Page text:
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For the fall semester of 2016, David Spanagel (Worcester Polytechnic Institute) has been awarded his first sabbatical leave of his career, which he will be spending as a Visiting Researcher affiliated with Harvard University’s Department of the History of Science.

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Frank W. Stahnisch (University of Calgary, Canada) was recently promoted to the rank of Full Professor in the Cumming School of Medicine as well as in the Faculty of Arts. He is jointly appointed in the Department of Community Health Sciences and the Department of History and holds the Alberta Medical Foundation/Hannah Professorship in the History of Medicine and Health Care. In the summer of 2015, he also became a Research Fellow at the Centre for Military, Security, and Strategic Studies (an inter-departmental research center based in the Faculty of Arts, University of Calgary). For more information, see https://cmss.ucalgary.ca.

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Einstein for Anyone: A Quick Read by David Topper (University of Winnipeg, retired) is the compact story of this famous man, from the smiling contrarian in his grade school picture to the nonconformist adult who refused to groom his hair. As such, it fills a gap: the need for a very short book on Einstein that gives a brief but up-to-date story of his life and thought, with a simple explanation of what he contributed to 20th century physics and beyond. Vernon Press 2015, 88pp, 9781622730391 Special discount for members quoting MBRDSCNT.

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Virginia Trimble (University of California, Irvine) has been added to the editorial boards of the Journal for Astronomical History and Heritage and the Springer Historical Astronomy book series. Her recent talks on the history of science include: (1) Origins of Relativistic Astrophysics (28th Texas Symposium, Geneva, December 2015), (2) Proto-history of Dark Matter (UCLA Dark Matter Conference, February 2016), (3) General Relativity During the Great War (American Astronomical Society, Kissimmee Florida, January 2016), (4) Who Got Moseley’s Prize? American Chemical Society (March, San Diego), (5) How Big was the Universe? (MPI Heidelberg, March 2016), (6) Impact of World War I on Science (Orange County Sigma Xi, Far West Section of American Physical Society, U. California Irvine Dept. colloquium).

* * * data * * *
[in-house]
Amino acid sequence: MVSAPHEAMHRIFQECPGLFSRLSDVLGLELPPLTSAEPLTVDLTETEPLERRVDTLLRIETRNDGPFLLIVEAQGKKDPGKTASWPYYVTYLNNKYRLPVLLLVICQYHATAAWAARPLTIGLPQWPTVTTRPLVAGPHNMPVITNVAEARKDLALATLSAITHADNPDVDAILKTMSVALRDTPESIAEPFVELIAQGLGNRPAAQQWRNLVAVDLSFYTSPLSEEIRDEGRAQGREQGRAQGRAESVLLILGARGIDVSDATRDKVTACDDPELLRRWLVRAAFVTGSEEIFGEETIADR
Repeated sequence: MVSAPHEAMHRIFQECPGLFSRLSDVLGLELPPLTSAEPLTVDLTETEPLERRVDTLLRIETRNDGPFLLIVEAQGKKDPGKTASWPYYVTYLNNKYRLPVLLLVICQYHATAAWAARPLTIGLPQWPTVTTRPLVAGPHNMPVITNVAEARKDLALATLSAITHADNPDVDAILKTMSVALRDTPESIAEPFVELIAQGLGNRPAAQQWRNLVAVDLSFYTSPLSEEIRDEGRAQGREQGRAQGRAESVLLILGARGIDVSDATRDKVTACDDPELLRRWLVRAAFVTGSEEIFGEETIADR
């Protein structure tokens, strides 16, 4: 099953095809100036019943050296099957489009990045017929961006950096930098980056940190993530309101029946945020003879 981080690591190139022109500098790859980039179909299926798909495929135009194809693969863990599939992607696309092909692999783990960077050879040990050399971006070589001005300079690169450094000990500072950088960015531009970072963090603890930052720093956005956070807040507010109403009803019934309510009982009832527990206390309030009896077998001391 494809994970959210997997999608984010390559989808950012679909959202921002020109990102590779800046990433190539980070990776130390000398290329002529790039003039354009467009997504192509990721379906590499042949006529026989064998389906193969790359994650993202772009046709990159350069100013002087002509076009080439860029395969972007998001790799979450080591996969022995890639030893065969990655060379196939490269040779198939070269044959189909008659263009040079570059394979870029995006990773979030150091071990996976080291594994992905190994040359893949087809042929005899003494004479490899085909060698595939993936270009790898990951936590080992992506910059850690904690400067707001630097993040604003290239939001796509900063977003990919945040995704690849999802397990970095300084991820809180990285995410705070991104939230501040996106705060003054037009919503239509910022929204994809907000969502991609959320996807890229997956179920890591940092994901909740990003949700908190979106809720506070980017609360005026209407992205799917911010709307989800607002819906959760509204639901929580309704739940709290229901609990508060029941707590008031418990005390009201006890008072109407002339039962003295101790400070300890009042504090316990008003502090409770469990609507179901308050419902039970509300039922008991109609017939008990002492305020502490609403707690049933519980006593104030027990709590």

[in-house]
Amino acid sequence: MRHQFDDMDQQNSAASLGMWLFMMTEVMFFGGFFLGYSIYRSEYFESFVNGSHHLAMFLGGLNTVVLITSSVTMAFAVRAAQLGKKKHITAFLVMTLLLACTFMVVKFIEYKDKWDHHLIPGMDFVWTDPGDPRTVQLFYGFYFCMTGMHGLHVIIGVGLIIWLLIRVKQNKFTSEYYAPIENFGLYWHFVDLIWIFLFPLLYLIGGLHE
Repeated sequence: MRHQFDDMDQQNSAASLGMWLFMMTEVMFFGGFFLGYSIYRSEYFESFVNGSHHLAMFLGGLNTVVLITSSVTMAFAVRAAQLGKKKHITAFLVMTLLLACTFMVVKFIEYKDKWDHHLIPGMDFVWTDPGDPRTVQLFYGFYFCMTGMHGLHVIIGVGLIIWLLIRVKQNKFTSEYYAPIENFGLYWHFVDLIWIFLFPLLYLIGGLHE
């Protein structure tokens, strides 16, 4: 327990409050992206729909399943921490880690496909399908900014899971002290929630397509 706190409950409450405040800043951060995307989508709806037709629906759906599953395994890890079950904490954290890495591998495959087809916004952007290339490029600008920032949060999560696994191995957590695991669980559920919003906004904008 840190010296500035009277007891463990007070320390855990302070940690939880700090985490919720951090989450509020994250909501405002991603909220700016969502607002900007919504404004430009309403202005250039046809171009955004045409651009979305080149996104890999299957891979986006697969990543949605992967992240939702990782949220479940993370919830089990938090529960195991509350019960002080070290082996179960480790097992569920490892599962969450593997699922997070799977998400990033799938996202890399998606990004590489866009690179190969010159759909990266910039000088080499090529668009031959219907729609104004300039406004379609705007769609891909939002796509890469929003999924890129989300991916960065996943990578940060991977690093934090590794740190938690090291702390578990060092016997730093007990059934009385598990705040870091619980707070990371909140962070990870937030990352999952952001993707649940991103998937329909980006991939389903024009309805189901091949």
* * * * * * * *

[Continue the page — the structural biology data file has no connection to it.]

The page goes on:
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Peter D. Usher’s (Penn State University) paper “Lancelot’s Nosebleed” (Notes & Queries 261:3, 2016; in press) shows that a passage in Shakespeare’s The Merchant of Venice, which previously had been glossed as gibberish, is really a compliment to the Gregorian and Hebrew calendars.